**Featured Comment by Ed Hawco: "I received my OM-D last week and I had the same reaction with regard to it being complicated. Holy smokes that thing is a cluster*%&# of confusion! Even the name of the camera is confusing, as if someone just tipped over a Scrabble board and grabbed six random letters.
"With the help of the DPReview article you mentioned and some persistence I have managed to disable or ignore most of it, and seem to be finding a reasonably straightforward way to work with it. Still haven't figured out a few things though (like WB).
"I've said it before and I'll say it again. What we need is firmware that you can edit on your computer, in a nice, well-designed graphical interface where you just drag and drop items to disable things and/or set up the buttons and the menus the way you like. Then you just upload your changes to the camera and bingo, your own camera settings and menus as simple or as complicated as you want them to be. [From your lips to the ears of the PTB —Mike.]
"But for now we're stuck with the malformed offspring of a drunken fling between an engineer and a marketing hack."
Featured Comment by Kevin Schoenmakers: "Could I just say I really, really love that second photo."
Mike replies: Thanks Kevin. That's the end of the outer breakwater at Muskegon, Michigan, and it really is a fair hike out from the shore, just as it looks to be:
Featured Comment by Barb: "I sold my entire Canon kit, including the 5D classic, for the OM-D. No regrets at all. I love it, I love the lenses, I love the small size of the camera. And I love the price."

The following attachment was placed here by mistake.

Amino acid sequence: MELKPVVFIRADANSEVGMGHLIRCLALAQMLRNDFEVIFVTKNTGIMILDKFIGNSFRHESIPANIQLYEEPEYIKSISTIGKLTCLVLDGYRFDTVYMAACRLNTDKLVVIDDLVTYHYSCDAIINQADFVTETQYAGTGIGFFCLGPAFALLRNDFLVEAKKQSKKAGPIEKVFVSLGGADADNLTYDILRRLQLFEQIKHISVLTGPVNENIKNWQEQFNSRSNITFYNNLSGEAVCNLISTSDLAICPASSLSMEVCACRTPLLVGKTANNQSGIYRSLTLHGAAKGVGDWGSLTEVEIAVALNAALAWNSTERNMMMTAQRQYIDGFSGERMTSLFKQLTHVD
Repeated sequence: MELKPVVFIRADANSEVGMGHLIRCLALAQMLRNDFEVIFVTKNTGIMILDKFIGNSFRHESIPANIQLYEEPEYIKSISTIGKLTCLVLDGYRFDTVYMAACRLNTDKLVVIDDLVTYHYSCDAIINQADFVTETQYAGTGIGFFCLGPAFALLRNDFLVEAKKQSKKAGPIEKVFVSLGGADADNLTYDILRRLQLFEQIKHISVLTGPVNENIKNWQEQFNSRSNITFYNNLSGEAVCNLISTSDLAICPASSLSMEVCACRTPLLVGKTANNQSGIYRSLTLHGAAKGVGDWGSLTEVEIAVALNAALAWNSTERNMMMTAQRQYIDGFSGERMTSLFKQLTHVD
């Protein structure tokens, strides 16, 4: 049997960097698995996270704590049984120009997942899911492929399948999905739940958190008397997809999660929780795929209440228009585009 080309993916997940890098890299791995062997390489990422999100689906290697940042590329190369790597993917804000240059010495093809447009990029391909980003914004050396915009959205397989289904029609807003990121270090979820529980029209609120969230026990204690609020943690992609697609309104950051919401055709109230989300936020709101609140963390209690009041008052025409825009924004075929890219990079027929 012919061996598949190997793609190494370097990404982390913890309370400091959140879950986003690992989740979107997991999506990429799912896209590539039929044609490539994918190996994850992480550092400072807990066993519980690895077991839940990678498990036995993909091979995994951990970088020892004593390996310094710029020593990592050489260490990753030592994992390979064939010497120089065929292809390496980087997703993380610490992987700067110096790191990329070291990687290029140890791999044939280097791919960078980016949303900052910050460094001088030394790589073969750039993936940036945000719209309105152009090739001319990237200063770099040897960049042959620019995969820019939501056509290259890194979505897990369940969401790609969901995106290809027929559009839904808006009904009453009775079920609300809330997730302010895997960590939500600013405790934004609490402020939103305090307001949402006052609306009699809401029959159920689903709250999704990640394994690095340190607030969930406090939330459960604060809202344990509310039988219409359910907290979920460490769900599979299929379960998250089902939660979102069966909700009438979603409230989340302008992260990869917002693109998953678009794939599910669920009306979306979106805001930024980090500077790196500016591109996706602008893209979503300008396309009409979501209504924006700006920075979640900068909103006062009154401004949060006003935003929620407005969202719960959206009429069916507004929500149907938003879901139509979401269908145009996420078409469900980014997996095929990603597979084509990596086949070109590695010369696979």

Featured Comment by Henning: "At the moment I have three camera systems. Canon, Leica and Micro 4/3 which includes GH2 and OM-D. The Leicas took me about 10 minutes to figure out and set up, and I've never looked at the manual. The Canons took me about an hour to set up and I had to look at the manual about six or eight times; the GH2 about the same.
"The OM-D took a day, and I'm still occasionally frustrated about something it does/doesn't do that I thought I had fixed. I carry the PDF manual with me on my iPhone.
"I have a couple of degrees in physics, have been a beta tester for software including complex CAD stuff, and done computer training and IT management for some firms.
"If it didn't produce such nice files for the size I would have given up on it already. When people ask me whether they should get one, I first make an assessment as to their technical button pushing skills."